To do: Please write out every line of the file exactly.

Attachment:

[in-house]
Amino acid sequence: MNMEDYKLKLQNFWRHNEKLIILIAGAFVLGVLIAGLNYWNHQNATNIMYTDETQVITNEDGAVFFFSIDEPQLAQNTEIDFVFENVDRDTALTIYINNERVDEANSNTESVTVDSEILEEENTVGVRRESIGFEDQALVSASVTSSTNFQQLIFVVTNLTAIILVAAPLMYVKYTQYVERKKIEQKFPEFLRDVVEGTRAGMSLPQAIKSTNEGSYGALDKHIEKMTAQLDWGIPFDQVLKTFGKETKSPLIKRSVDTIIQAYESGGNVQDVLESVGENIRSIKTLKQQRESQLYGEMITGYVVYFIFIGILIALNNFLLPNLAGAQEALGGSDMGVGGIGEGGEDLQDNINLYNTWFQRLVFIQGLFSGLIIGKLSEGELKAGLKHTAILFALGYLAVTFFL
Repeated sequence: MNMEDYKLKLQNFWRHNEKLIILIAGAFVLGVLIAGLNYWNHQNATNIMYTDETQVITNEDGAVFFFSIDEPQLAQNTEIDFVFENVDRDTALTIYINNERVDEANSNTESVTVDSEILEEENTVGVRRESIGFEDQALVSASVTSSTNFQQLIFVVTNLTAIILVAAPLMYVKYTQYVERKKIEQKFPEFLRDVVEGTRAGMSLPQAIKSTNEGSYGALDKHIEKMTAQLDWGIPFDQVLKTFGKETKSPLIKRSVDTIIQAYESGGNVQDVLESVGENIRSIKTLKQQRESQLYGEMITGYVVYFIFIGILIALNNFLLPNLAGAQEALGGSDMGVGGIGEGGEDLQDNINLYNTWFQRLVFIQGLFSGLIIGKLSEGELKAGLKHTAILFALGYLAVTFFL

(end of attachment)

[in-house]
Amino acid sequence: MNMEDYKLKLQNFWRHNEKLIILIAGAFVLGVLIAGLNYWNHQNATNIMYTDETQVITNEDGAVFFFSIDEPQLAQNTEIDFVFENVDRDTALTIYINNERVDEANSNTESVTVDSEILEEENTVGVRRESIGFEDQALVSASVTSSTNFQQLIFVVTNLTAIILVAAPLMYVKYTQYVERKKIEQKFPEFLRDVVEGTRAGMSLPQAIKSTNEGSYGALDKHIEKMTAQLDWGIPFDQVLKTFGKETKSPLIKRSVDTIIQAYESGGNVQDVLESVGENIRSIKTLKQQRESQLYGEMITGYVVYFIFIGILIALNNFLLPNLAGAQEALGGSDMGVGGIGEGGEDLQDNINLYNTWFQRLVFIQGLFSGLIIGKLSEGELKAGLKHTAILFALGYLAVTFFL
Repeated sequence: MNMEDYKLKLQNFWRHNEKLIILIAGAFVLGVLIAGLNYWNHQNATNIMYTDETQVITNEDGAVFFFSIDEPQLAQNTEIDFVFENVDRDTALTIYINNERVDEANSNTESVTVDSEILEEENTVGVRRESIGFEDQALVSASVTSSTNFQQLIFVVTNLTAIILVAAPLMYVKYTQYVERKKIEQKFPEFLRDVVEGTRAGMSLPQAIKSTNEGSYGALDKHIEKMTAQLDWGIPFDQVLKTFGKETKSPLIKRSVDTIIQAYESGGNVQDVLESVGENIRSIKTLKQQRESQLYGEMITGYVVYFIFIGILIALNNFLLPNLAGAQEALGGSDMGVGGIGEGGEDLQDNINLYNTWFQRLVFIQGLFSGLIIGKLSEGELKAGLKHTAILFALGYLAVTFFL